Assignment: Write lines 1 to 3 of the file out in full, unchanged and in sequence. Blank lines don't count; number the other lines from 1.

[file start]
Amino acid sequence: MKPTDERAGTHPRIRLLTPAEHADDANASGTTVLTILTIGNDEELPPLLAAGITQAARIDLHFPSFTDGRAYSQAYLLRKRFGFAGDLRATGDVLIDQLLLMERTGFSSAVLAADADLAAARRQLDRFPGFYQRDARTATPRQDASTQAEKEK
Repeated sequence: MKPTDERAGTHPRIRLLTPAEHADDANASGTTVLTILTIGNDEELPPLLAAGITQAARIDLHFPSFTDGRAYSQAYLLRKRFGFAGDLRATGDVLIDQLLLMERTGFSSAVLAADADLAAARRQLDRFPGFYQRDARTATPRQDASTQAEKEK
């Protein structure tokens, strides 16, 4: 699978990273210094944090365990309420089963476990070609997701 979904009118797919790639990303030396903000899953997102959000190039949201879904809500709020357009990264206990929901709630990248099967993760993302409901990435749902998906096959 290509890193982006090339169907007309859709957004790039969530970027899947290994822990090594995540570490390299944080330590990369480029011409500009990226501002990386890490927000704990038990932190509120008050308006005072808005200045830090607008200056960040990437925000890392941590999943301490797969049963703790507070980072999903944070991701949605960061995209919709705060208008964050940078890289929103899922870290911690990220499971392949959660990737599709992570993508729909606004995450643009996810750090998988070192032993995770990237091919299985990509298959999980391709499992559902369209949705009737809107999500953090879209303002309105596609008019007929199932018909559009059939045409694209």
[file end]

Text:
Amino acid sequence: MKPTDERAGTHPRIRLLTPAEHADDANASGTTVLTILTIGNDEELPPLLAAGITQAARIDLHFPSFTDGRAYSQAYLLRKRFGFAGDLRATGDVLIDQLLLMERTGFSSAVLAADADLAAARRQLDRFPGFYQRDARTATPRQDASTQAEKEK
Repeated sequence: MKPTDERAGTHPRIRLLTPAEHADDANASGTTVLTILTIGNDEELPPLLAAGITQAARIDLHFPSFTDGRAYSQAYLLRKRFGFAGDLRATGDVLIDQLLLMERTGFSSAVLAADADLAAARRQLDRFPGFYQRDARTATPRQDASTQAEKEK
């Protein structure tokens, strides 16, 4: 699978990273210094944090365990309420089963476990070609997701 979904009118797919790639990303030396903000899953997102959000190039949201879904809500709020357009990264206990929901709630990248099967993760993302409901990435749902998906096959 290509890193982006090339169907007309859709957004790039969530970027899947290994822990090594995540570490390299944080330590990369480029011409500009990226501002990386890490927000704990038990932190509120008050308006005072808005200045830090607008200056960040990437925000890392941590999943301490797969049963703790507070980072999903944070991701949605960061995209919709705060208008964050940078890289929103899922870290911690990220499971392949959660990737599709992570993508729909606004995450643009996810750090998988070192032993995770990237091919299985990509298959999980391709499992559902369209949705009737809107999500953090879209303002309105596609008019007929199932018909559009059939045409694209």